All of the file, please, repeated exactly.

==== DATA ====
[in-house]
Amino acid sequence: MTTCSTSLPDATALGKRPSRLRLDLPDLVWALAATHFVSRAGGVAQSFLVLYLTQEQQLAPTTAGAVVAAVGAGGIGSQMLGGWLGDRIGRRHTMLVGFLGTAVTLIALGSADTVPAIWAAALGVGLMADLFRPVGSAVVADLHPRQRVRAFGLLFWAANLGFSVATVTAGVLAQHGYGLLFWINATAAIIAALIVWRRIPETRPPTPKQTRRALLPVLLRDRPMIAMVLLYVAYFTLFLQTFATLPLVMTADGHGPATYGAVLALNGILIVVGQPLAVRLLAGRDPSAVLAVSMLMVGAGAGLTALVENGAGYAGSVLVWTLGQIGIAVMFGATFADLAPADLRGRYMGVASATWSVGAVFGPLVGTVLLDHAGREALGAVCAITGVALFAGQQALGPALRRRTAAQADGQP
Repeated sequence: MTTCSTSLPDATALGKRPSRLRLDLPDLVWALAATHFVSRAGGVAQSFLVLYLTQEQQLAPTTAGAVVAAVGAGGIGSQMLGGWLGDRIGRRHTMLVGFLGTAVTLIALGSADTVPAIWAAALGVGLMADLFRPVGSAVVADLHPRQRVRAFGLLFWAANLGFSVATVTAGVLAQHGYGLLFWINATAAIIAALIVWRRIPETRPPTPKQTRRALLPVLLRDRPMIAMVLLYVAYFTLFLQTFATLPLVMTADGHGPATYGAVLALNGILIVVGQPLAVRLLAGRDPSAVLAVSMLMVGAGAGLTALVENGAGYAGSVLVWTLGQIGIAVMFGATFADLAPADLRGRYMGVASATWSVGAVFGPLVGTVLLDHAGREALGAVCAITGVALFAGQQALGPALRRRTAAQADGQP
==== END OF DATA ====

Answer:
[in-house]
Amino acid sequence: MTTCSTSLPDATALGKRPSRLRLDLPDLVWALAATHFVSRAGGVAQSFLVLYLTQEQQLAPTTAGAVVAAVGAGGIGSQMLGGWLGDRIGRRHTMLVGFLGTAVTLIALGSADTVPAIWAAALGVGLMADLFRPVGSAVVADLHPRQRVRAFGLLFWAANLGFSVATVTAGVLAQHGYGLLFWINATAAIIAALIVWRRIPETRPPTPKQTRRALLPVLLRDRPMIAMVLLYVAYFTLFLQTFATLPLVMTADGHGPATYGAVLALNGILIVVGQPLAVRLLAGRDPSAVLAVSMLMVGAGAGLTALVENGAGYAGSVLVWTLGQIGIAVMFGATFADLAPADLRGRYMGVASATWSVGAVFGPLVGTVLLDHAGREALGAVCAITGVALFAGQQALGPALRRRTAAQADGQP
Repeated sequence: MTTCSTSLPDATALGKRPSRLRLDLPDLVWALAATHFVSRAGGVAQSFLVLYLTQEQQLAPTTAGAVVAAVGAGGIGSQMLGGWLGDRIGRRHTMLVGFLGTAVTLIALGSADTVPAIWAAALGVGLMADLFRPVGSAVVADLHPRQRVRAFGLLFWAANLGFSVATVTAGVLAQHGYGLLFWINATAAIIAALIVWRRIPETRPPTPKQTRRALLPVLLRDRPMIAMVLLYVAYFTLFLQTFATLPLVMTADGHGPATYGAVLALNGILIVVGQPLAVRLLAGRDPSAVLAVSMLMVGAGAGLTALVENGAGYAGSVLVWTLGQIGIAVMFGATFADLAPADLRGRYMGVASATWSVGAVFGPLVGTVLLDHAGREALGAVCAITGVALFAGQQALGPALRRRTAAQADGQP